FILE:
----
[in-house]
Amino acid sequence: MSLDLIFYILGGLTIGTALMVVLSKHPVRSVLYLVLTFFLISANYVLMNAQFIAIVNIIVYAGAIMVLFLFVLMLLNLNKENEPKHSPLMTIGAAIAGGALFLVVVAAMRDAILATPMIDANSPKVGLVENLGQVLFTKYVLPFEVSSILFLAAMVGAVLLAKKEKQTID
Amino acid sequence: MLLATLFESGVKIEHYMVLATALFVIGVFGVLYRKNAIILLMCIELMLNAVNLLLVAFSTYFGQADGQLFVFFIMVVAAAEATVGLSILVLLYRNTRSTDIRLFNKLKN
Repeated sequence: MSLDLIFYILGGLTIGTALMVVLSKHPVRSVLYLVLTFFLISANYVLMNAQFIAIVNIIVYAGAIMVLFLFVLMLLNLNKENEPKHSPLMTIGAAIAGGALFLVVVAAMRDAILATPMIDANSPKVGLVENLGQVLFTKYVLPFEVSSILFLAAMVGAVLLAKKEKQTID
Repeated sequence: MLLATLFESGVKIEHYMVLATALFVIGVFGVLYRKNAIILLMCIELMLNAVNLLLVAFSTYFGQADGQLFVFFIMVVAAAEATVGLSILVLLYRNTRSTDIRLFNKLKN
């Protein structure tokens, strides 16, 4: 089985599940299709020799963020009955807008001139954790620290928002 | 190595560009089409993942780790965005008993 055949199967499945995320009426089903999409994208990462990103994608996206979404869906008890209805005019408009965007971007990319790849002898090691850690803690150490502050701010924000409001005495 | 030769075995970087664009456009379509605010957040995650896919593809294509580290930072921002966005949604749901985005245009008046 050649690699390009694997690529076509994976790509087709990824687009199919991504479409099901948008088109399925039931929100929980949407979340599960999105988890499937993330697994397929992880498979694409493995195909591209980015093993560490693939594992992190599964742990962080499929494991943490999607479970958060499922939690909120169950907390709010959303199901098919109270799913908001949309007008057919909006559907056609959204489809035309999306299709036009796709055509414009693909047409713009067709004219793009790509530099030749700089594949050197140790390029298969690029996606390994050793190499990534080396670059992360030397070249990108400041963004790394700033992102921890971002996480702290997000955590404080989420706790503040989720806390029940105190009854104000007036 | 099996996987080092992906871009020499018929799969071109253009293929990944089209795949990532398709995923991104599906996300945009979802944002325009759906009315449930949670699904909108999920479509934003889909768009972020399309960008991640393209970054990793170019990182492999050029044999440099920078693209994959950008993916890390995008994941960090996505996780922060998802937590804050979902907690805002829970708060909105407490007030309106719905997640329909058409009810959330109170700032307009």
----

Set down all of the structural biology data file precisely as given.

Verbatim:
[in-house]
Amino acid sequence: MSLDLIFYILGGLTIGTALMVVLSKHPVRSVLYLVLTFFLISANYVLMNAQFIAIVNIIVYAGAIMVLFLFVLMLLNLNKENEPKHSPLMTIGAAIAGGALFLVVVAAMRDAILATPMIDANSPKVGLVENLGQVLFTKYVLPFEVSSILFLAAMVGAVLLAKKEKQTID
Amino acid sequence: MLLATLFESGVKIEHYMVLATALFVIGVFGVLYRKNAIILLMCIELMLNAVNLLLVAFSTYFGQADGQLFVFFIMVVAAAEATVGLSILVLLYRNTRSTDIRLFNKLKN
Repeated sequence: MSLDLIFYILGGLTIGTALMVVLSKHPVRSVLYLVLTFFLISANYVLMNAQFIAIVNIIVYAGAIMVLFLFVLMLLNLNKENEPKHSPLMTIGAAIAGGALFLVVVAAMRDAILATPMIDANSPKVGLVENLGQVLFTKYVLPFEVSSILFLAAMVGAVLLAKKEKQTID
Repeated sequence: MLLATLFESGVKIEHYMVLATALFVIGVFGVLYRKNAIILLMCIELMLNAVNLLLVAFSTYFGQADGQLFVFFIMVVAAAEATVGLSILVLLYRNTRSTDIRLFNKLKN
């Protein structure tokens, strides 16, 4: 089985599940299709020799963020009955807008001139954790620290928002 | 190595560009089409993942780790965005008993 055949199967499945995320009426089903999409994208990462990103994608996206979404869906008890209805005019408009965007971007990319790849002898090691850690803690150490502050701010924000409001005495 | 030769075995970087664009456009379509605010957040995650896919593809294509580290930072921002966005949604749901985005245009008046 050649690699390009694997690529076509994976790509087709990824687009199919991504479409099901948008088109399925039931929100929980949407979340599960999105988890499937993330697994397929992880498979694409493995195909591209980015093993560490693939594992992190599964742990962080499929494991943490999607479970958060499922939690909120169950907390709010959303199901098919109270799913908001949309007008057919909006559907056609959204489809035309999306299709036009796709055509414009693909047409713009067709004219793009790509530099030749700089594949050197140790390029298969690029996606390994050793190499990534080396670059992360030397070249990108400041963004790394700033992102921890971002996480702290997000955590404080989420706790503040989720806390029940105190009854104000007036 | 099996996987080092992906871009020499018929799969071109253009293929990944089209795949990532398709995923991104599906996300945009979802944002325009759906009315449930949670699904909108999920479509934003889909768009972020399309960008991640393209970054990793170019990182492999050029044999440099920078693209994959950008993916890390995008994941960090996505996780922060998802937590804050979902907690805002829970708060909105407490007030309106719905997640329909058409009810959330109170700032307009």